How Brandon Krieg Built a $1.4 Billion Business: Putting People First
The Stash Cofounder knows that a more equitable and just world starts with a more equitable and just financial system. Staying close to his customers and mission has been key to his growth.
“Traditional financial services do not work for the vast majority of Americans,” says Stash Cofounder and CEO Brandon Krieg. “In my experience, traditional institutions are unwilling to make tradeoffs that would benefit consumers but might harm their bottom line.”
After seeing this dynamic from the inside the industry for a couple decades, he teamed up with Ed Robinson to create Stash, an investing, banking, and education platform helping 6 million people set aside over $3 billion. “We are a true financial partner for millions of Americans, and because of our unique fiduciary responsibility, we always act in our customers’ best interest,” Brandon says. “We can do that because our business model and our customer needs are aligned.” And Stash’s latest valuation, $1.4 billion, sparked rumors that there might be a public listing on the way.
So as we set out to highlight NYC’s best and brightest FinTech leaders, Brandon was one of the standouts we got in touch with for a deeper understanding of industry trends. In this Q&A, he talks about the creative power of New York City, his approach to customer research, and building a better society through more widespread access to wealth.
Why is New York such a dynamic environment for FinTech startups?
There’s a special hunger for creativity in New York. For a FinTech company like Stash, that means we’re always looking for new and better ways to live out our mission of empowering everyday Americans to invest in themselves and build wealth.
At Stash, we hold a deep appreciation for new ways of thinking and idea testing. That openness to trying new things helps us create a truly delightful and intuitive user experience for our millions of customers.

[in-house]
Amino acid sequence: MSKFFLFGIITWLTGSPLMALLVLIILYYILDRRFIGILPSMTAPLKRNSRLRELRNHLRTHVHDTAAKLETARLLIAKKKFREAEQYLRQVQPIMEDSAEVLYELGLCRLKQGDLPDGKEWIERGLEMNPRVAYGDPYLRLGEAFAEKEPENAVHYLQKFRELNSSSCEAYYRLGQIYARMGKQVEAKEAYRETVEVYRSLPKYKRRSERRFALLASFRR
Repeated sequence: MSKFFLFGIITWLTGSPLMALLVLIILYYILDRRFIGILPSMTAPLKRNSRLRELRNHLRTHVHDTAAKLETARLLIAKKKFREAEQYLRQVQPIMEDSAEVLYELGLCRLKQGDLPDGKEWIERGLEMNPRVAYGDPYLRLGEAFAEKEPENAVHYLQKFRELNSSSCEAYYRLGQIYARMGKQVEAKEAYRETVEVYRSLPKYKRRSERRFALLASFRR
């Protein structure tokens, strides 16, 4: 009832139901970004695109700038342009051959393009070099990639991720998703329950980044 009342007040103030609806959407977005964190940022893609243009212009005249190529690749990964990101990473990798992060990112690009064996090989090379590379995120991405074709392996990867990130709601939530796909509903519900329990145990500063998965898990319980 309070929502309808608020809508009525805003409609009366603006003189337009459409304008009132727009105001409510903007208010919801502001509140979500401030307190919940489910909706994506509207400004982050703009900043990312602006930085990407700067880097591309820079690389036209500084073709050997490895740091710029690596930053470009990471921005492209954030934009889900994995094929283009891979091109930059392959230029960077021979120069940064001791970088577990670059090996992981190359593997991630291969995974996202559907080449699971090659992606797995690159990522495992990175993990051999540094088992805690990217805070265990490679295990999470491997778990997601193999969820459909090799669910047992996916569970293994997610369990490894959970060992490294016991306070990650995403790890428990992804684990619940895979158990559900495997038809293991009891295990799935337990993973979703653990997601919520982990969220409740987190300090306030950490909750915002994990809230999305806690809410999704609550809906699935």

What are a few key ways your personal perspective has evolved over your time in both traditional finance and FinTech?
Launching Stash, and watching the company grow over time, has created a whole new meaning to “customer first” for me. In gearing up to bring Stash to everyday Americans, we spent countless hours on the streets of New York, asking real people what they thought about investing—did they invest, how did it make them feel, and asking what questions they had. By and large, people did not invest. They were scared, intimidated, and believed it was only for the privileged few.
This direct feedback was core to the early days of Stash, and frankly, still is today. We have a robust user experience and research team and we continue to speak with customers daily. Every product, feature, and design choice we make is rooted in actual needs we’ve identified first-hand from customers. I truly believe this is key to our success as a company. A majority of Americans still live paycheck to paycheck, many lack savings, and as such, 95% of people coming to Stash have little to no experience with investing. I bring these truths with me to every meeting and conversation with colleagues—and I believe it will be essential to our continued growth.
From a leadership perspective, I’m more committed to diversity, equity, and inclusion—within Stash and the broader FinTech industry—than ever. The truth is: it’s imperative that Stash looks like and reflects the many diverse backgrounds of our customer base. In the last year or so, we’ve doubled down on our DEI efforts via four key pillars: recruiting, training & development, culture, and partnerships. As we all know, wealth inequality is inherently linked to racial inequality, and while there is still much more to be done, we’re committed to fighting for a more equitable and just financial services industry.